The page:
When it was announced that The Elephant Man, starring Bradley Cooper, was coming to Broadway I thought “Here’s another example of vanity casting.” Then I read the rapturous reviews from the Williamstown production and read how important the story of Joseph Merrick was to Cooper. The show has moved to Broadway with its three excellent leads, Cooper, Alessandro Nivola and Patricia Clarkson, intact. This is a glowing example of what can go right when Hollywood comes to Broadway.
I am happy to report that Cooper dispels any “Sexiest Man Alive” nonsense in his sensitive portrayal of Merrick. The audience watches as slides of Merrick are displayed on stage as, not employing any prosthetics, Cooper morphs into the Elephant Man and stays in character for the play’s entirety. It is a physical tour-de-force. Deformed and dejected, Merrick is first treated shabbily as a freak and we don’t hear him speak initially, just howl in anguish. He is taken under the wing of Nivola’s Dr. Treves and befriended by Clarkson’s Mrs. Kendall. Merrick has a home in the hospital, but for an outcast who had never had a home there remains an underlying sadness.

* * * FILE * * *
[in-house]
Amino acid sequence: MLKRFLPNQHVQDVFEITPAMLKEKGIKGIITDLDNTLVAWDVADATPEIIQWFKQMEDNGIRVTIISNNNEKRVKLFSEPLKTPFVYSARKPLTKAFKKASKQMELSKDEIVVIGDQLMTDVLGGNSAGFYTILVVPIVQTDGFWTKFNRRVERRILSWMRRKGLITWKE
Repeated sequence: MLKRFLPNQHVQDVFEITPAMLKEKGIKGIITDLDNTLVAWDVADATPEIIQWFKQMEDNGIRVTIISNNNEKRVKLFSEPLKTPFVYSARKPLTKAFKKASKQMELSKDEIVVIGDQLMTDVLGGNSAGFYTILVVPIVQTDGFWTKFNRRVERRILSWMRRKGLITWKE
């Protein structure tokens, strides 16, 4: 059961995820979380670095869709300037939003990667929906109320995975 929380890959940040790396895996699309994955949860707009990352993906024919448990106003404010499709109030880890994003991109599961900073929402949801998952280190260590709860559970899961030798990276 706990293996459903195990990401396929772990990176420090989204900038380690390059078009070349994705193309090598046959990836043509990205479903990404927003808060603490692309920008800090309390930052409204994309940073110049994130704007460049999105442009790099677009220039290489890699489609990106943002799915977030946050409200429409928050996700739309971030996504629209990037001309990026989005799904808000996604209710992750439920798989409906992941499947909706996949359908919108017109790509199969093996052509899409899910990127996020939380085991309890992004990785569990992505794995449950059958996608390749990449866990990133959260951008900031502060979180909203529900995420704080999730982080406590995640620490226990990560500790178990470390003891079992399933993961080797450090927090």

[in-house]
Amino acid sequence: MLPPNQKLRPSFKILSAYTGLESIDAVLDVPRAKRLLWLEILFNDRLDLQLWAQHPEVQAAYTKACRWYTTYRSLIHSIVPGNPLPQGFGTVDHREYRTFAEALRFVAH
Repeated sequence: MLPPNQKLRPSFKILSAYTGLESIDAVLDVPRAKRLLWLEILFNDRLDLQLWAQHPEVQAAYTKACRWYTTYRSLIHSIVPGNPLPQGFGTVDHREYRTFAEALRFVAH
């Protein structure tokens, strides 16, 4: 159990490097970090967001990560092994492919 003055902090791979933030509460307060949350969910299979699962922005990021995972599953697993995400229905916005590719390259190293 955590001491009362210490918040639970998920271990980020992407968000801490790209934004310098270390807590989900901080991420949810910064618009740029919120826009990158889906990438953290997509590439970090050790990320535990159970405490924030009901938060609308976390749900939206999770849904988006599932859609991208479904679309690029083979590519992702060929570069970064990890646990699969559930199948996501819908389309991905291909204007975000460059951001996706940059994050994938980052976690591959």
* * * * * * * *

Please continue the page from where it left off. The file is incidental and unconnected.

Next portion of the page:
The first act of this play flew by but I found the second act drag more and be a little heavy-handed with metaphors. This play would have been ideal at 90 minutes with no intermission. There are a number of references to what people see, or don’t see, when looking into a mirror. The upper-class people (and even royalty) who visit Merrick project what they want to see upon him as his needs and wants remain simple. Cooper has a sweetness to him as people even though he has moved from one cage to another. The ending can be viewed as either a final act of control or a giving up. Either way it is a heartbreaking end to a heartbreaking life in a heartfelt production. AFW
Booth Theater 222 West 45 Street
Through February 15, 2015
1 hour and 55 minutes (including 15 minute intermission)
Tickets $79-$169, premium seats available, discounts currently not available